I'm a new user of mixed models and through the material I've been reading there are always probability values (p>t) or (p>z) that estimate the importance of a level of a factor in the model. However, when using the lmer() function in R, which supposedly gives you those probabilities, I simply don't find them. Here is the output:

Linear mixed model fit by REML 
Formula: Temp ~ depth + (1 | locality) 
   Data: qminmatrix 
   AIC   BIC logLik deviance REMLdev
 561.3 581.3 -273.7    551.5   547.3
Random effects:
 Groups   Name        Variance Std.Dev.
 locality (Intercept) 4.7998   2.1909  
 Residual             4.0433   2.0108  
Number of obs: 128, groups: locality, 4

Fixed effects:
            Estimate Std. Error t value
(Intercept)  22.0103     1.1500  19.140
depth1        1.9564     0.6832   2.864
depth10       2.6624     0.5756   4.625
depth5        3.0209     0.4932   6.125
depthWS      -2.2585     0.5444  -4.149

Correlation of Fixed Effects:
        (Intr) depth1 dpth10 depth5
depth1  -0.157                     
depth10 -0.175  0.189              
depth5  -0.213  0.313  0.458       
depthWS -0.191  0.334  0.373  0.441
  • 6
    $\begingroup$ Since this question appears to be mostly about interpreting R's output, it may belong on Stack Overflow rather than here. OTOH, however, IIRC, the reason the package authors decided not to display the p-values has to do w/ the difficulty of determining the right number of degrees of freedom to use in assessing the t-values. This is a very subtle statistical issue, & requires some nuanced explanations, so it might be worth leaving this Q here to give CVers a chance to attempt to explain it first. $\endgroup$ Commented Sep 28, 2012 at 14:20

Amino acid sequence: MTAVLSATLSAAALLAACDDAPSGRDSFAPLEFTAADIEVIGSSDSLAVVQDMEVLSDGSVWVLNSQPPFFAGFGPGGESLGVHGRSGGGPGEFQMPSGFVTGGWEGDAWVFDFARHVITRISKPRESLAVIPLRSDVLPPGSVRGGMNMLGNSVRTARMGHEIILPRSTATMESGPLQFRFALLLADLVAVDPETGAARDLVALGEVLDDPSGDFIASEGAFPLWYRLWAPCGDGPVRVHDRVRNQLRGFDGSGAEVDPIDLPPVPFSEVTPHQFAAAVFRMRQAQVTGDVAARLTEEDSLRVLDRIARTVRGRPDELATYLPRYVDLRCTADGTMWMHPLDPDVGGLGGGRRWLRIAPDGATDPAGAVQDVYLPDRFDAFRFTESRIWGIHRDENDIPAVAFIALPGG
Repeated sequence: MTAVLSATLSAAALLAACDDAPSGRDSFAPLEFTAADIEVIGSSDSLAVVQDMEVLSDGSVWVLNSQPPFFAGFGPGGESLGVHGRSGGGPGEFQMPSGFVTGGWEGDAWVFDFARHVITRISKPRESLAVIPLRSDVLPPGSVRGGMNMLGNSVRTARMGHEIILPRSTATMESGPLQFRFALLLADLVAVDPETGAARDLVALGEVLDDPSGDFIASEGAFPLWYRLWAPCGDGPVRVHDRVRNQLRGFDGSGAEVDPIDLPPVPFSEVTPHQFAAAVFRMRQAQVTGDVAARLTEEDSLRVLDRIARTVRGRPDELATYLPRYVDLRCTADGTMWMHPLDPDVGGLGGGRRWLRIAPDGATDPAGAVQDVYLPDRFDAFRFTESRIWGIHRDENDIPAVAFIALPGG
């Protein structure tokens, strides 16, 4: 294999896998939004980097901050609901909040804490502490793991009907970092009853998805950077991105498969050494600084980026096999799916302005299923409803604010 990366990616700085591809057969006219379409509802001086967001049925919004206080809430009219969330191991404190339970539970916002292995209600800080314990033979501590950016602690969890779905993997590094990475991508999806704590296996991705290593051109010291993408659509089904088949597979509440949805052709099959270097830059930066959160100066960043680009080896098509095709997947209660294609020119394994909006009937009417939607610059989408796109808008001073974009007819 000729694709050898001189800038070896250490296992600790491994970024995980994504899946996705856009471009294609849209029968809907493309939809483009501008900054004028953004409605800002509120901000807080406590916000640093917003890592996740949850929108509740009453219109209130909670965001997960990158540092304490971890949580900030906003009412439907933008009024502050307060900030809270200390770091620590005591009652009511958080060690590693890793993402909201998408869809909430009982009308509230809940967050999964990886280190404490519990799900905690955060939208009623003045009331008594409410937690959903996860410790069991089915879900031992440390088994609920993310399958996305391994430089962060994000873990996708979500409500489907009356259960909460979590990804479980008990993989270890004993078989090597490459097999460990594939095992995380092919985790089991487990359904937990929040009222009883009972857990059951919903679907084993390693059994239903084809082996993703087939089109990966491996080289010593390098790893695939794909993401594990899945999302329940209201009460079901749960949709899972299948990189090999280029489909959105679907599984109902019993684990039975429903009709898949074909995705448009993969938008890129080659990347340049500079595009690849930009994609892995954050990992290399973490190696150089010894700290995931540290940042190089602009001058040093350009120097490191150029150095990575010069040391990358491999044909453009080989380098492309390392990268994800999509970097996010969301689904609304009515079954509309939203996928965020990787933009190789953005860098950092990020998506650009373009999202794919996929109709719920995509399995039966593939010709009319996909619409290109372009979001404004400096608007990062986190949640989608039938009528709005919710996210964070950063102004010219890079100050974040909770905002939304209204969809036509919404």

• $\begingroup$ @gung: Your comment actually answers the question. I've put a link to the author's explanation in my answer, below. $\endgroup$
    – Wayne
    Commented Sep 28, 2012 at 14:47
  • 4
    $\begingroup$ I think this one should stay here, not go to Stack Overflow. This is about statistics, not about R. $\endgroup$
    – Peter Flom
    Commented Sep 28, 2012 at 21:48
  • $\begingroup$ The function pvals.fnc does not work with model with random intercept and slope though. Do you have any other idea how I can get the p-values? PS: I do not understand why most journals want p-values despite many articles point out that the confidence intervals are more important than p-values. I cannot find papers with only confidence intervals, but no p-values. $\endgroup$ Commented Feb 26, 2014 at 9:19

3 Answers 3


use pvals.fnc() function the pMCMC here works like p-value which should be less than 0.05 to reject the null hypothesis.


The lmer package's author made a conscious choice not to create p-values for the fixed effects. Some packages do, but he feels that they are doing simplistic calculations that are misleading. (Many statisticians feel that there's a p-value obsession that causes confusion in and of itself, but that's a separate matter.)

He addresses the question in: this post. I believe the summary paragraph is:

Most of the research on tests for the fixed-effects specification in a mixed model begin with the assumption that these statistics will have an F distribution with a known numerator degrees of freedom and the only purpose of the research is to decide how to obtain an approximate denominator degrees of freedom. I don't agree.

I don't understand the issue well enough to paraphrase it.


Install the coda and languageR package and run the pvals.fnc as follows for p-value:

Model.pval<-pvals.fnc(Model, nsim = n, withMCMC = TRUE)

Note that this will not work for level 3 or above in nested random effects models.


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